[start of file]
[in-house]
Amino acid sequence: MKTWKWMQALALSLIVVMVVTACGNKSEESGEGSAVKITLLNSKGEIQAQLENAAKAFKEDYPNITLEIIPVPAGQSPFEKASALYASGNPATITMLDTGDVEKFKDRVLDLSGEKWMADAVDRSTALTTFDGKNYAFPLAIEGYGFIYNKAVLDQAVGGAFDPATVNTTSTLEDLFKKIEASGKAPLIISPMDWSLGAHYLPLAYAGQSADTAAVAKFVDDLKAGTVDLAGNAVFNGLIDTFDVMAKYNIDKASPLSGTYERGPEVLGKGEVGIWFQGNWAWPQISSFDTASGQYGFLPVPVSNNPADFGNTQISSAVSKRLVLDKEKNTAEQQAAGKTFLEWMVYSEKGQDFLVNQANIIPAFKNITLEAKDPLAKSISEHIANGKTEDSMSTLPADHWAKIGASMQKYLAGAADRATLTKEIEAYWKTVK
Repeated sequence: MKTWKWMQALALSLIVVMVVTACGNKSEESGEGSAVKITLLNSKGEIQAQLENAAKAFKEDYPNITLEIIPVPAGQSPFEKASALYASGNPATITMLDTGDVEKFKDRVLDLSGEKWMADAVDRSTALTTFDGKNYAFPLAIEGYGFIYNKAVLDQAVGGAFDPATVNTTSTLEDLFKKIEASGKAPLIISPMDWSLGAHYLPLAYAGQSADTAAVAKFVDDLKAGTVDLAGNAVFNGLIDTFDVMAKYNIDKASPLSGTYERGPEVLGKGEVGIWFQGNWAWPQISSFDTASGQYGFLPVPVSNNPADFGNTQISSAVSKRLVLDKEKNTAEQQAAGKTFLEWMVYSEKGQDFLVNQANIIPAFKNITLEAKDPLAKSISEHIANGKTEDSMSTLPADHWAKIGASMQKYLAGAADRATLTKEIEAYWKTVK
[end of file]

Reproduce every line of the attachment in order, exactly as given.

[in-house]
Amino acid sequence: MKTWKWMQALALSLIVVMVVTACGNKSEESGEGSAVKITLLNSKGEIQAQLENAAKAFKEDYPNITLEIIPVPAGQSPFEKASALYASGNPATITMLDTGDVEKFKDRVLDLSGEKWMADAVDRSTALTTFDGKNYAFPLAIEGYGFIYNKAVLDQAVGGAFDPATVNTTSTLEDLFKKIEASGKAPLIISPMDWSLGAHYLPLAYAGQSADTAAVAKFVDDLKAGTVDLAGNAVFNGLIDTFDVMAKYNIDKASPLSGTYERGPEVLGKGEVGIWFQGNWAWPQISSFDTASGQYGFLPVPVSNNPADFGNTQISSAVSKRLVLDKEKNTAEQQAAGKTFLEWMVYSEKGQDFLVNQANIIPAFKNITLEAKDPLAKSISEHIANGKTEDSMSTLPADHWAKIGASMQKYLAGAADRATLTKEIEAYWKTVK
Repeated sequence: MKTWKWMQALALSLIVVMVVTACGNKSEESGEGSAVKITLLNSKGEIQAQLENAAKAFKEDYPNITLEIIPVPAGQSPFEKASALYASGNPATITMLDTGDVEKFKDRVLDLSGEKWMADAVDRSTALTTFDGKNYAFPLAIEGYGFIYNKAVLDQAVGGAFDPATVNTTSTLEDLFKKIEASGKAPLIISPMDWSLGAHYLPLAYAGQSADTAAVAKFVDDLKAGTVDLAGNAVFNGLIDTFDVMAKYNIDKASPLSGTYERGPEVLGKGEVGIWFQGNWAWPQISSFDTASGQYGFLPVPVSNNPADFGNTQISSAVSKRLVLDKEKNTAEQQAAGKTFLEWMVYSEKGQDFLVNQANIIPAFKNITLEAKDPLAKSISEHIANGKTEDSMSTLPADHWAKIGASMQKYLAGAADRATLTKEIEAYWKTVK